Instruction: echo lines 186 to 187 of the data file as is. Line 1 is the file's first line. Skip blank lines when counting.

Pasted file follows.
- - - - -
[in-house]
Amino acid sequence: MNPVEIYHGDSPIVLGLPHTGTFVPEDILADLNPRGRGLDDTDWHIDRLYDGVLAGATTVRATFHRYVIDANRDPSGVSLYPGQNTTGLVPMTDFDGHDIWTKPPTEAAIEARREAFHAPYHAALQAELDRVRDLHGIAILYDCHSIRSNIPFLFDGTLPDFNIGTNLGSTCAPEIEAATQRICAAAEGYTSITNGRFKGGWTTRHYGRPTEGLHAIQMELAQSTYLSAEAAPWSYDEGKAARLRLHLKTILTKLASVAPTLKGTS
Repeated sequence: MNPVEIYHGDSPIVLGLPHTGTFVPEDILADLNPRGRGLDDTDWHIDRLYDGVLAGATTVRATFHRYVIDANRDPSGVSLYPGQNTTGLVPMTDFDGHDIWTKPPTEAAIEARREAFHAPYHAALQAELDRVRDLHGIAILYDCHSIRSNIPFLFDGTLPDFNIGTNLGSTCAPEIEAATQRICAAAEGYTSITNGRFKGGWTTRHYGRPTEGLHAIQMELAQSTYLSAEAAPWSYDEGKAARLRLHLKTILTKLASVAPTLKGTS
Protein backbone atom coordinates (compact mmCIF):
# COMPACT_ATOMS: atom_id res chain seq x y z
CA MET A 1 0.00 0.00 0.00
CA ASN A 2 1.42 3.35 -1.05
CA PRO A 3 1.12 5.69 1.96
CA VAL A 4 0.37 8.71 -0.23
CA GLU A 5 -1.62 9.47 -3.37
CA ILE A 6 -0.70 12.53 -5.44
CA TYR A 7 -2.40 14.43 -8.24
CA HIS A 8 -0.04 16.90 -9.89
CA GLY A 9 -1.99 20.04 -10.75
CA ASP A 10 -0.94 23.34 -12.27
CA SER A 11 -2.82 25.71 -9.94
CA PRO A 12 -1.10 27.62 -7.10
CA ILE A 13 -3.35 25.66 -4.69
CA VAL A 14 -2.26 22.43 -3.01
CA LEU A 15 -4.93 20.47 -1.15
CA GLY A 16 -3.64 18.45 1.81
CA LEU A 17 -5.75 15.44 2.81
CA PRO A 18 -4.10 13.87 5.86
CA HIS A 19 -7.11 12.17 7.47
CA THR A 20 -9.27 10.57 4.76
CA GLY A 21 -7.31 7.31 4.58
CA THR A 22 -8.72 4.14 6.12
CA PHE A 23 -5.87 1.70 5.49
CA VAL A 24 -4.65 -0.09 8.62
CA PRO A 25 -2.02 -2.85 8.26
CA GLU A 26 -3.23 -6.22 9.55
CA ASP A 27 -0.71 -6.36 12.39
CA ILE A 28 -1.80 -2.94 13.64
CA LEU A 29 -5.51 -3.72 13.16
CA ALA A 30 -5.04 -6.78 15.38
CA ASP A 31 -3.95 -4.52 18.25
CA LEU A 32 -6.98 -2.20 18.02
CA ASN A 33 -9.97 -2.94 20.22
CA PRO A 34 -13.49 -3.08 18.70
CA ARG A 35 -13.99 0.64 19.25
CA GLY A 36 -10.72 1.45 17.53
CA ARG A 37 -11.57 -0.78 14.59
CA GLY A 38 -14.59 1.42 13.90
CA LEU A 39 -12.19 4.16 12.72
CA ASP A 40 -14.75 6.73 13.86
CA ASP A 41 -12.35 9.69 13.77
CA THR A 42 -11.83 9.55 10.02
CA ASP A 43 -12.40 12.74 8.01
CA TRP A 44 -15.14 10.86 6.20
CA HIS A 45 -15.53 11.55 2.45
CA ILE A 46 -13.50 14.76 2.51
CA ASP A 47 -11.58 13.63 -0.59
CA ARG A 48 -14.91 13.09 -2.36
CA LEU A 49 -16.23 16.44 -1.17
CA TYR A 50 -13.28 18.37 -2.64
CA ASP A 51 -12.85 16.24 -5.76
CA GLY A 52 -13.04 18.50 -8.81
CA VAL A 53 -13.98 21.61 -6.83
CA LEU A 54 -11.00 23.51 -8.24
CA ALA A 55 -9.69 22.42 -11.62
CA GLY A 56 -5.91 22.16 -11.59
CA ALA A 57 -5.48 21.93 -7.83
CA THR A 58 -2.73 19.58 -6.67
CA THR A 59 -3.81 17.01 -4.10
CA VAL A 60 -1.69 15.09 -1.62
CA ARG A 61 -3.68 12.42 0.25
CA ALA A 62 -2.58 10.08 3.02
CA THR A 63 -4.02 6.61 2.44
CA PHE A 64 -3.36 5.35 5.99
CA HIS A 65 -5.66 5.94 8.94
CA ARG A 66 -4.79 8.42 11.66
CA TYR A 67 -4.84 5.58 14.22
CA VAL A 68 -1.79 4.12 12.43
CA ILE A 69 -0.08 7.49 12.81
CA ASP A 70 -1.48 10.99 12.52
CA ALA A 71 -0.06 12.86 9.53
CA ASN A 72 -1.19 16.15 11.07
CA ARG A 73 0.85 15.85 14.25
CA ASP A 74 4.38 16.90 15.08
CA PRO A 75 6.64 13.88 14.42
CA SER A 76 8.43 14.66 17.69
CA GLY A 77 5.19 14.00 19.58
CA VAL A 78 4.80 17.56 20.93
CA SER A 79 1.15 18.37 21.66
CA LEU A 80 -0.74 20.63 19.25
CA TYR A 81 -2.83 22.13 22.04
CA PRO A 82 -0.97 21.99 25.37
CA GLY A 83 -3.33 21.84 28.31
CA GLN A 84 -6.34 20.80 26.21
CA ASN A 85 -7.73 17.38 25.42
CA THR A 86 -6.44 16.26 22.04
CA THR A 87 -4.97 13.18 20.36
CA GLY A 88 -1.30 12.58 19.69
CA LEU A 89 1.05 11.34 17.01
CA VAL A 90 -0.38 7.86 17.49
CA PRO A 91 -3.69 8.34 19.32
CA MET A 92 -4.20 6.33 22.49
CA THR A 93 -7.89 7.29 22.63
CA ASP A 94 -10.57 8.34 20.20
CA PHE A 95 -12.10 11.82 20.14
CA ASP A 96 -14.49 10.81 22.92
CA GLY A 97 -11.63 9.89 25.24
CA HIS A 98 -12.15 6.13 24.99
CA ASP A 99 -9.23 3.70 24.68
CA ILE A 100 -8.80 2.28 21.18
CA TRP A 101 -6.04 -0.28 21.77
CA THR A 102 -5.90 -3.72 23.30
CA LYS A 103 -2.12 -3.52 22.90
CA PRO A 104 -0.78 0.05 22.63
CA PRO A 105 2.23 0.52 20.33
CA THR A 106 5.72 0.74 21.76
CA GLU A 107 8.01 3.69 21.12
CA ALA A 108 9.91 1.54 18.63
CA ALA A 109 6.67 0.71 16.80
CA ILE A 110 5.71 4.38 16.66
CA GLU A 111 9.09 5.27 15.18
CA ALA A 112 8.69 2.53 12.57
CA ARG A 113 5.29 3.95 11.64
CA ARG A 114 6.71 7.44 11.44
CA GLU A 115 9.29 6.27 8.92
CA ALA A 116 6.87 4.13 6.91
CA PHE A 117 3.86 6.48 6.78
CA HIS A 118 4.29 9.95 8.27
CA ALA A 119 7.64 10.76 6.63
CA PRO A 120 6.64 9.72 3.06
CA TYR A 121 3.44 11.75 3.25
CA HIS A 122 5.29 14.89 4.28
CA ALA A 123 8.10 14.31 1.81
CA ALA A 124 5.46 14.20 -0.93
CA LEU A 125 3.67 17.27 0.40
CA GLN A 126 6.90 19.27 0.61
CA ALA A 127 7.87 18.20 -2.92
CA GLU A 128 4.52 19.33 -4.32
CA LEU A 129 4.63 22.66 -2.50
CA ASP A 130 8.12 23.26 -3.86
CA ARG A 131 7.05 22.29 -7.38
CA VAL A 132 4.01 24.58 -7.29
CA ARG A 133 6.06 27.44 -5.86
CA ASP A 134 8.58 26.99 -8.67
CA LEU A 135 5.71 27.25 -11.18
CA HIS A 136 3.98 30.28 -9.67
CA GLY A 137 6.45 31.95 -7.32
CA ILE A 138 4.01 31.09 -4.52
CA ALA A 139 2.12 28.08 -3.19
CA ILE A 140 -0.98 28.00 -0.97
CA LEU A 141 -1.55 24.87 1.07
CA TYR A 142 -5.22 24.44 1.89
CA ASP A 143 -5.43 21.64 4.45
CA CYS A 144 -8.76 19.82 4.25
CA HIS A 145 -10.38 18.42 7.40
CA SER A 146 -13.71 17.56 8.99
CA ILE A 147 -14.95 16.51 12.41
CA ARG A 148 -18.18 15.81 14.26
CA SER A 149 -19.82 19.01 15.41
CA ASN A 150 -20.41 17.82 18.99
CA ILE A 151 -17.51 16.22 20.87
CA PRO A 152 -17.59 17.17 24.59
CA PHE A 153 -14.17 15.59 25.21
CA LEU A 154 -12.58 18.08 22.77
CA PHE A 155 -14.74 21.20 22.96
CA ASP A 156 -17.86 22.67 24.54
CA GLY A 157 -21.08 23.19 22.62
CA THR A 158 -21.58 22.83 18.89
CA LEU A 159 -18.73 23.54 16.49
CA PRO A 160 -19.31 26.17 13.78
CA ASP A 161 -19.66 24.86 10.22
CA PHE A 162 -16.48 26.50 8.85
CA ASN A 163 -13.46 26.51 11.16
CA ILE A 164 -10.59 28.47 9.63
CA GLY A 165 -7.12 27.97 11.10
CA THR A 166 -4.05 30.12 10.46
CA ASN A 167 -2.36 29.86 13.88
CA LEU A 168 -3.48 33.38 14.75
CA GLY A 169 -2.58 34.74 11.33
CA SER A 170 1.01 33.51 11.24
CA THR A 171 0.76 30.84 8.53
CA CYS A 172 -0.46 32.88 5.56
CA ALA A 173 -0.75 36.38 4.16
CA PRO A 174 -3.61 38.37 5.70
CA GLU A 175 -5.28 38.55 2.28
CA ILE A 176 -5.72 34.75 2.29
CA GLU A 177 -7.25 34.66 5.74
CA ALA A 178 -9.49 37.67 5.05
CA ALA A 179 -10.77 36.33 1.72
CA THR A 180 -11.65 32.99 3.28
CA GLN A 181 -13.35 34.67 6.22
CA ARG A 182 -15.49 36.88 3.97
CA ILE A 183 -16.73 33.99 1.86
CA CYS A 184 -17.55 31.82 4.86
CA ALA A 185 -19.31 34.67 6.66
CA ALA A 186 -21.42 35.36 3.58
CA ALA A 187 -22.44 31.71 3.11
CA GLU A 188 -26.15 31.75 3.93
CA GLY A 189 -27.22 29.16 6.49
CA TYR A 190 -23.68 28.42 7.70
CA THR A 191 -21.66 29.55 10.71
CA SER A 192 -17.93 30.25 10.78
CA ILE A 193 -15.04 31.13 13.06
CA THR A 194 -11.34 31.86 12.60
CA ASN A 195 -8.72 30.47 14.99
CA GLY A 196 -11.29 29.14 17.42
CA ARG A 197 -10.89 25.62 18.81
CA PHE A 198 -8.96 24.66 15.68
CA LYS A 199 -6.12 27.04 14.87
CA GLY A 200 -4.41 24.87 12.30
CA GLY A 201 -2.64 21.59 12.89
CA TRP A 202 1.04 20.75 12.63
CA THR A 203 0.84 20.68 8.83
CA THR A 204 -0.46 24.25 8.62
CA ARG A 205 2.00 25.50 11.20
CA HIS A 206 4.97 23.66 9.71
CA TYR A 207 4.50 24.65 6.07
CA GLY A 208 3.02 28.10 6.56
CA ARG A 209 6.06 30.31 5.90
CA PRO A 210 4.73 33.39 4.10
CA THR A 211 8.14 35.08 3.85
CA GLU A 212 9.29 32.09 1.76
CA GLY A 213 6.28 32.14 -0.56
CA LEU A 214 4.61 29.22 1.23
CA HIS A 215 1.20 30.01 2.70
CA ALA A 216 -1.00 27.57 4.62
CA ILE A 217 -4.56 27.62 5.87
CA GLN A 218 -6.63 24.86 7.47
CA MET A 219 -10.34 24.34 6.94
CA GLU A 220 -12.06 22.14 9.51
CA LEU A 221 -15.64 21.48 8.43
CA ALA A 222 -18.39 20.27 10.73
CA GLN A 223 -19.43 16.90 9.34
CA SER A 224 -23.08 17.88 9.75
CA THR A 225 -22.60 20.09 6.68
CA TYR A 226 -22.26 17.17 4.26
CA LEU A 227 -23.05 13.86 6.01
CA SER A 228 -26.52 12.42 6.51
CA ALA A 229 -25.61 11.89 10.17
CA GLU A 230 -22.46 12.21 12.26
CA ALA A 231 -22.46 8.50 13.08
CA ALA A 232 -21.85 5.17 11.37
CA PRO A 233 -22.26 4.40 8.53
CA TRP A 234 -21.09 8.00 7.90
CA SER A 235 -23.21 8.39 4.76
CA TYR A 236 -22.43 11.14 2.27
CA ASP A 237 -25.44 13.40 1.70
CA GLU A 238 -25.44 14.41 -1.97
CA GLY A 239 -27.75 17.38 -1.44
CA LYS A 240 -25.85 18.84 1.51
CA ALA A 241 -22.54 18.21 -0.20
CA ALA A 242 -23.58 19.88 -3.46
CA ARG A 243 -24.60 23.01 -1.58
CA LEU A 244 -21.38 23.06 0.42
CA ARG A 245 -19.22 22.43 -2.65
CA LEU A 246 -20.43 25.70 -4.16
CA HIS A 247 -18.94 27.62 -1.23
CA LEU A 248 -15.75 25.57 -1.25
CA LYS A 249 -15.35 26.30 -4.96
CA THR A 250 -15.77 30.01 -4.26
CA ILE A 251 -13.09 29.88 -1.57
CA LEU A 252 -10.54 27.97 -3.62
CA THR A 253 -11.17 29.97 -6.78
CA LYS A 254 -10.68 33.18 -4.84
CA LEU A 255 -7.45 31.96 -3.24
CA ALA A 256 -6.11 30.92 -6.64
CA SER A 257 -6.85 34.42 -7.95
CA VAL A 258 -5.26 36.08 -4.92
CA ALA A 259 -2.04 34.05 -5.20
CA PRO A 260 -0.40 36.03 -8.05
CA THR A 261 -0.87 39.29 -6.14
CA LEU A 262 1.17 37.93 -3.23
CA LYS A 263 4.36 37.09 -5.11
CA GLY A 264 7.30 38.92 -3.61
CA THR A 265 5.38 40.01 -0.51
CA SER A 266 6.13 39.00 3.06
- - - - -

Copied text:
CA GLN A 181 -13.35 34.67 6.22
CA ARG A 182 -15.49 36.88 3.97